On the negative side, treadmills do not work all the fine muscles that running outside does. When you run on a track or road, you constantly encounter tiny obstacles and uneven terrain. This challenges your hamstrings far more than a treadmill does. So, if you run primarily on a treadmill, be sure to incorporate some strength training for those important leg muscles. In addition to the lower muscle challenge, many people find the treadmill boring and repetitive. Lastly, treadmills require a bit a maintenance, so be on the lookup for common treadmill issues.
Other Cardio Equipment
Exercise bikes provide another low impact aerobic workout, and the seated position may be preferable on days you don’t want to run. Since the bike helps support your body weight, it will typically burn fewer calories than a treadmill. The treadmill provides no assistance except for the handles, and those are there for people with limited mobility.
The other gym staple you may want to consider is the elliptical trainer. It is practically no impact, and will not strain your joints. The elliptical works out more muscles than either the treadmill or bike, especially if you use one with moving handles. And by adjusting the incline or resistance level, you target muscles in your glutes, hamstrings, quads and lower back.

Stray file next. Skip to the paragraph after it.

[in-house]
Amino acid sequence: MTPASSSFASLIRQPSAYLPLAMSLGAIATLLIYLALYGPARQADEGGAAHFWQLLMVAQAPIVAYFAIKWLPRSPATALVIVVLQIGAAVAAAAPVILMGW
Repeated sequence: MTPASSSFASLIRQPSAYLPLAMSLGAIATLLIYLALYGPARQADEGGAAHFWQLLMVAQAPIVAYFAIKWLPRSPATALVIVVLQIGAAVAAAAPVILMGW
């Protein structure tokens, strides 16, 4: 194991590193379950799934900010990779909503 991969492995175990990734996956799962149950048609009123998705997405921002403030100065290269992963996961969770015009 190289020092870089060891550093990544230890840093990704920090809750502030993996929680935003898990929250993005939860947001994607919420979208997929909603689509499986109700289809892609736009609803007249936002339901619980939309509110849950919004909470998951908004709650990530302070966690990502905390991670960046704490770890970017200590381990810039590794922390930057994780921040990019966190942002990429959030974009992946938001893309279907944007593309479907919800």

Resistance Band Training
Resistance bands are pieces of tubing or flat rubber, often with handles to facilitate exercise. They are great because they are portable, lightweight, and adaptable to any fitness level. There is not a muscle group in your body that you can’t work with resistance bands. Possibilities include augmented squats, leg curls, glute lifts, and triceps extensions. But there are dozens more, so make sure the set you buy comes with a wall chart or DVD to teach you all the moves.